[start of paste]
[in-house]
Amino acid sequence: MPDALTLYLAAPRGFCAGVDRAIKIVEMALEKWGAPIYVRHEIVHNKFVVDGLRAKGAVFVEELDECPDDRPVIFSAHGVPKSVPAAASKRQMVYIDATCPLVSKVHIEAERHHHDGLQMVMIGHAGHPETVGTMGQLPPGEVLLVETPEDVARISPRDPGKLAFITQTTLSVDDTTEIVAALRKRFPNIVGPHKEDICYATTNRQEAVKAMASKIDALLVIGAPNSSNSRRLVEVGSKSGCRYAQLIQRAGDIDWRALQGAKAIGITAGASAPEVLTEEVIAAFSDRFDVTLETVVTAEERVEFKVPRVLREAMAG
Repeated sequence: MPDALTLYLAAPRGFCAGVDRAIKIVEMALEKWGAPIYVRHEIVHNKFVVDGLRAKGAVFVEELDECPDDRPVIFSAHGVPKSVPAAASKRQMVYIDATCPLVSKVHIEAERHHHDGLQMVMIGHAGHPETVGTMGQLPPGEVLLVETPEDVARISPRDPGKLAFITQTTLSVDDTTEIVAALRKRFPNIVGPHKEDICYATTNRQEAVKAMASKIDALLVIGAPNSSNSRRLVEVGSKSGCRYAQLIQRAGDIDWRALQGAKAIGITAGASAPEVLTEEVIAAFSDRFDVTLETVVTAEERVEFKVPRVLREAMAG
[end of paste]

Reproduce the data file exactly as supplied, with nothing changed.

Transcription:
[in-house]
Amino acid sequence: MPDALTLYLAAPRGFCAGVDRAIKIVEMALEKWGAPIYVRHEIVHNKFVVDGLRAKGAVFVEELDECPDDRPVIFSAHGVPKSVPAAASKRQMVYIDATCPLVSKVHIEAERHHHDGLQMVMIGHAGHPETVGTMGQLPPGEVLLVETPEDVARISPRDPGKLAFITQTTLSVDDTTEIVAALRKRFPNIVGPHKEDICYATTNRQEAVKAMASKIDALLVIGAPNSSNSRRLVEVGSKSGCRYAQLIQRAGDIDWRALQGAKAIGITAGASAPEVLTEEVIAAFSDRFDVTLETVVTAEERVEFKVPRVLREAMAG
Repeated sequence: MPDALTLYLAAPRGFCAGVDRAIKIVEMALEKWGAPIYVRHEIVHNKFVVDGLRAKGAVFVEELDECPDDRPVIFSAHGVPKSVPAAASKRQMVYIDATCPLVSKVHIEAERHHHDGLQMVMIGHAGHPETVGTMGQLPPGEVLLVETPEDVARISPRDPGKLAFITQTTLSVDDTTEIVAALRKRFPNIVGPHKEDICYATTNRQEAVKAMASKIDALLVIGAPNSSNSRRLVEVGSKSGCRYAQLIQRAGDIDWRALQGAKAIGITAGASAPEVLTEEVIAAFSDRFDVTLETVVTAEERVEFKVPRVLREAMAG